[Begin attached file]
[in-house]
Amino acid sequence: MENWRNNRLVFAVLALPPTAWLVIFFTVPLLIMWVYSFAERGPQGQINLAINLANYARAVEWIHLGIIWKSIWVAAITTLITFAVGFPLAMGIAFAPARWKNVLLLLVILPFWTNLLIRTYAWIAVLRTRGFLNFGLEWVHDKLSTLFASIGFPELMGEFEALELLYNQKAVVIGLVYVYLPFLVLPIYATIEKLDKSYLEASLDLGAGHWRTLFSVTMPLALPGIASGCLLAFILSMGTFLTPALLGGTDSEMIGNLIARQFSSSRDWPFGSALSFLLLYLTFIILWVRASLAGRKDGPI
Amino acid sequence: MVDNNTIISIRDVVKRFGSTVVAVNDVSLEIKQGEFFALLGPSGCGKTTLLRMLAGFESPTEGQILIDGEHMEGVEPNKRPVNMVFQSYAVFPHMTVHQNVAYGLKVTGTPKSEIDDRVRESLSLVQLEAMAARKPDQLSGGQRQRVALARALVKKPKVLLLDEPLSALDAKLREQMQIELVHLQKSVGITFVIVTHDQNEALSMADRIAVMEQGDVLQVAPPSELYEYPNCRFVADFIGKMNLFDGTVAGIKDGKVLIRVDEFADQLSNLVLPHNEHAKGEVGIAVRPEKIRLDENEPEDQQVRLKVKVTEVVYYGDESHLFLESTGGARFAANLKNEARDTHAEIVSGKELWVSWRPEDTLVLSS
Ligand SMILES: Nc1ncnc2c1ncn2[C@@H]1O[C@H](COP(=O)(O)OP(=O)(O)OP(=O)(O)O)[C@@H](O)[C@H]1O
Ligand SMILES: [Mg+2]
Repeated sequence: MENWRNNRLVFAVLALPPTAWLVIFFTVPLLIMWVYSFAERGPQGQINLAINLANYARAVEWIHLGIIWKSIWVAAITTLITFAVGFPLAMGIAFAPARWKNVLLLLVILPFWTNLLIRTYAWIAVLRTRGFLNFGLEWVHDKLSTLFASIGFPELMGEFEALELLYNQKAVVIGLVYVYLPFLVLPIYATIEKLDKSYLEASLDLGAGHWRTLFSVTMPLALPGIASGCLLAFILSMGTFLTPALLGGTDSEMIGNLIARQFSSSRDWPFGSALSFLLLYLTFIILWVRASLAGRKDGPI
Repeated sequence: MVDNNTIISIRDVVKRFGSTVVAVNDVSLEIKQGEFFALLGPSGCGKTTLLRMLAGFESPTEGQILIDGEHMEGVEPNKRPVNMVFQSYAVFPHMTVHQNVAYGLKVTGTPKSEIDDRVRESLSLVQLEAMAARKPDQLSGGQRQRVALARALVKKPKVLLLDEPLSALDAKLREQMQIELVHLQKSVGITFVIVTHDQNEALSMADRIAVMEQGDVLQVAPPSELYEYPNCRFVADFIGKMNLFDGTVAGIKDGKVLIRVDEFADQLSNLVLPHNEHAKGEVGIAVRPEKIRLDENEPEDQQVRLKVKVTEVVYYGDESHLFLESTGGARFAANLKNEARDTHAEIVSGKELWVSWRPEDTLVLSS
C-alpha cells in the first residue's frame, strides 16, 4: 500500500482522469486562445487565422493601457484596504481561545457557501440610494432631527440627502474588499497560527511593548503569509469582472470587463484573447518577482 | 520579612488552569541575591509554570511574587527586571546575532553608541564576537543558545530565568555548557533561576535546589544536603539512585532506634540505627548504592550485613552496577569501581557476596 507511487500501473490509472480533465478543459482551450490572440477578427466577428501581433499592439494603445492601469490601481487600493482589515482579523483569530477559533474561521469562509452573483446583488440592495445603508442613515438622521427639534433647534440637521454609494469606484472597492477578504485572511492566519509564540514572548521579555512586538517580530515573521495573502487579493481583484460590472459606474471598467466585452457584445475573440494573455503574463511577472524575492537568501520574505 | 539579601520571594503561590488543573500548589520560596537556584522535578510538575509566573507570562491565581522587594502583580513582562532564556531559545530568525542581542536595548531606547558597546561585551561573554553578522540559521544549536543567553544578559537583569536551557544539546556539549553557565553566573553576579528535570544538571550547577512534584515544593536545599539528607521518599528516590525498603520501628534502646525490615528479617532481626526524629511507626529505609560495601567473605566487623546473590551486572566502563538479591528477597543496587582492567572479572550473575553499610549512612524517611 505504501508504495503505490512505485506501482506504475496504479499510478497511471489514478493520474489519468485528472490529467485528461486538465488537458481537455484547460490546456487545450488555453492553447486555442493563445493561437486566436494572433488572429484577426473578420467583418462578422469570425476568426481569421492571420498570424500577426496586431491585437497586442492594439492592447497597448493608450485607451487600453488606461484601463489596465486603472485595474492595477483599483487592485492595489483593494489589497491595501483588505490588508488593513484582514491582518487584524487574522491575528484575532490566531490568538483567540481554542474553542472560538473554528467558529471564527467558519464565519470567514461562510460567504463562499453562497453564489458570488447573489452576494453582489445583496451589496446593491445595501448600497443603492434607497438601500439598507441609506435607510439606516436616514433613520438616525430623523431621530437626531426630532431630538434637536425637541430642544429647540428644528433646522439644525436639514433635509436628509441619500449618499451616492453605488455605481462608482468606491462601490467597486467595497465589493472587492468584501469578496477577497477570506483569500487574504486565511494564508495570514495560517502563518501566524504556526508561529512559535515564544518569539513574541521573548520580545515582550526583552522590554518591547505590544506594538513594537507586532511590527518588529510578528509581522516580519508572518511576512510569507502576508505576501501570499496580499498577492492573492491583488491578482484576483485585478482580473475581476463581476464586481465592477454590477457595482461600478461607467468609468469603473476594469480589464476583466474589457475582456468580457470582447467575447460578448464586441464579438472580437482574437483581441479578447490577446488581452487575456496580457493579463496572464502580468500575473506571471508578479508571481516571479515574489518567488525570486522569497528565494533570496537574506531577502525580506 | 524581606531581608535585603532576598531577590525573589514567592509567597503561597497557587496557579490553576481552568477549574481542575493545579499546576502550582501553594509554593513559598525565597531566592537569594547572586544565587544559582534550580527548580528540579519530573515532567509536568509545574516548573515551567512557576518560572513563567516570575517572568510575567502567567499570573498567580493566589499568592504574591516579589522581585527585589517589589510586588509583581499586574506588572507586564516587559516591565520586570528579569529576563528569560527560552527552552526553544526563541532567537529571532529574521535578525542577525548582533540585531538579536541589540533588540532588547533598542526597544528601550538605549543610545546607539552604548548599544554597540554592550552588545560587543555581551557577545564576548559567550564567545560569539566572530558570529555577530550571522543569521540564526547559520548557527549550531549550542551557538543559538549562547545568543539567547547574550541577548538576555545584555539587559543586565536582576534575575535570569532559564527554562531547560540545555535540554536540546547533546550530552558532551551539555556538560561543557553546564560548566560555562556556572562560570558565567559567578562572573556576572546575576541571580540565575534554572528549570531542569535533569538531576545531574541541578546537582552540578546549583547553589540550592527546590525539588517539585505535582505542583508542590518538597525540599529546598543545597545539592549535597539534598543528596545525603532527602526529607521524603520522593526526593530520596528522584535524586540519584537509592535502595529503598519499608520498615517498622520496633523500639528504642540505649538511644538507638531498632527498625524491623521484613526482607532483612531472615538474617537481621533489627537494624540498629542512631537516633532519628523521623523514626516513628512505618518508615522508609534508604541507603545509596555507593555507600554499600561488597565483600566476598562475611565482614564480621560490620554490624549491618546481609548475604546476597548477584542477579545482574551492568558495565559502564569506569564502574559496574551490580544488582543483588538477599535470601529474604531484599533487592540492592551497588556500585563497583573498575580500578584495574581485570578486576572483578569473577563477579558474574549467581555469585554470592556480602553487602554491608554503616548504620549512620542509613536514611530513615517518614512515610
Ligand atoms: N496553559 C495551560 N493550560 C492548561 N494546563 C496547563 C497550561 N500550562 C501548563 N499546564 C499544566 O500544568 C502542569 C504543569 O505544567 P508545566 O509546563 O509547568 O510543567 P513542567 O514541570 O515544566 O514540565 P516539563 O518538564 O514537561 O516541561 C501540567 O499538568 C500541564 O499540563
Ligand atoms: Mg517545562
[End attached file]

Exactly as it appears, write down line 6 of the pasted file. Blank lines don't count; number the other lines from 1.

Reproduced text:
Repeated sequence: MENWRNNRLVFAVLALPPTAWLVIFFTVPLLIMWVYSFAERGPQGQINLAINLANYARAVEWIHLGIIWKSIWVAAITTLITFAVGFPLAMGIAFAPARWKNVLLLLVILPFWTNLLIRTYAWIAVLRTRGFLNFGLEWVHDKLSTLFASIGFPELMGEFEALELLYNQKAVVIGLVYVYLPFLVLPIYATIEKLDKSYLEASLDLGAGHWRTLFSVTMPLALPGIASGCLLAFILSMGTFLTPALLGGTDSEMIGNLIARQFSSSRDWPFGSALSFLLLYLTFIILWVRASLAGRKDGPI